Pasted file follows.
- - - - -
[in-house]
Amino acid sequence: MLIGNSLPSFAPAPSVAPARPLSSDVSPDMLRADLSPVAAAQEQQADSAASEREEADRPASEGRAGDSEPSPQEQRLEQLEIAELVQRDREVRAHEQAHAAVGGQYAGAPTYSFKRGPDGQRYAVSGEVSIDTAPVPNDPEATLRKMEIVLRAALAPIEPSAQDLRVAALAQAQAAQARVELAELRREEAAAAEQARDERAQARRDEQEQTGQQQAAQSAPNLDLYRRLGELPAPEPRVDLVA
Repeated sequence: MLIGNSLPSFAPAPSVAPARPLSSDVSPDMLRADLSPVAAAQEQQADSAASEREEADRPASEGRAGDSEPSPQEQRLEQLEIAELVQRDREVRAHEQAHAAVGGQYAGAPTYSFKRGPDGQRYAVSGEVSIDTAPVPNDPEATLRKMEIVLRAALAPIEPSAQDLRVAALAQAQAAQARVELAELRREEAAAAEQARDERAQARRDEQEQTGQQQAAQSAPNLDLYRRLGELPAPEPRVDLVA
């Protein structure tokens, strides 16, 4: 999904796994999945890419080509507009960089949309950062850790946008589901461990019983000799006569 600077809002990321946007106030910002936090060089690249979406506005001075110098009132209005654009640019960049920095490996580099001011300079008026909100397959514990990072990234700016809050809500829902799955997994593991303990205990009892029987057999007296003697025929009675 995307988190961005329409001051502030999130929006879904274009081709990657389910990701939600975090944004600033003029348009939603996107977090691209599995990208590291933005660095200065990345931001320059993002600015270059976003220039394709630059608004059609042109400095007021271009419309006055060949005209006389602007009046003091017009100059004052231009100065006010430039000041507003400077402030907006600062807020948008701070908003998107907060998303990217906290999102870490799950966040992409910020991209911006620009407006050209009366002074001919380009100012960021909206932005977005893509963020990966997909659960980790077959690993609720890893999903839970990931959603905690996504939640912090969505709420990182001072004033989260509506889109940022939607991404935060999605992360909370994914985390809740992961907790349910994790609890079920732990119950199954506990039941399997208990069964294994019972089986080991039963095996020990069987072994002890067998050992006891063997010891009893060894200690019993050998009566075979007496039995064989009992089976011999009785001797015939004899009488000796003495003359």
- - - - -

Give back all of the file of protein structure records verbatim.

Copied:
[in-house]
Amino acid sequence: MLIGNSLPSFAPAPSVAPARPLSSDVSPDMLRADLSPVAAAQEQQADSAASEREEADRPASEGRAGDSEPSPQEQRLEQLEIAELVQRDREVRAHEQAHAAVGGQYAGAPTYSFKRGPDGQRYAVSGEVSIDTAPVPNDPEATLRKMEIVLRAALAPIEPSAQDLRVAALAQAQAAQARVELAELRREEAAAAEQARDERAQARRDEQEQTGQQQAAQSAPNLDLYRRLGELPAPEPRVDLVA
Repeated sequence: MLIGNSLPSFAPAPSVAPARPLSSDVSPDMLRADLSPVAAAQEQQADSAASEREEADRPASEGRAGDSEPSPQEQRLEQLEIAELVQRDREVRAHEQAHAAVGGQYAGAPTYSFKRGPDGQRYAVSGEVSIDTAPVPNDPEATLRKMEIVLRAALAPIEPSAQDLRVAALAQAQAAQARVELAELRREEAAAAEQARDERAQARRDEQEQTGQQQAAQSAPNLDLYRRLGELPAPEPRVDLVA
């Protein structure tokens, strides 16, 4: 999904796994999945890419080509507009960089949309950062850790946008589901461990019983000799006569 600077809002990321946007106030910002936090060089690249979406506005001075110098009132209005654009640019960049920095490996580099001011300079008026909100397959514990990072990234700016809050809500829902799955997994593991303990205990009892029987057999007296003697025929009675 995307988190961005329409001051502030999130929006879904274009081709990657389910990701939600975090944004600033003029348009939603996107977090691209599995990208590291933005660095200065990345931001320059993002600015270059976003220039394709630059608004059609042109400095007021271009419309006055060949005209006389602007009046003091017009100059004052231009100065006010430039000041507003400077402030907006600062807020948008701070908003998107907060998303990217906290999102870490799950966040992409910020991209911006620009407006050209009366002074001919380009100012960021909206932005977005893509963020990966997909659960980790077959690993609720890893999903839970990931959603905690996504939640912090969505709420990182001072004033989260509506889109940022939607991404935060999605992360909370994914985390809740992961907790349910994790609890079920732990119950199954506990039941399997208990069964294994019972089986080991039963095996020990069987072994002890067998050992006891063997010891009893060894200690019993050998009566075979007496039995064989009992089976011999009785001797015939004899009488000796003495003359």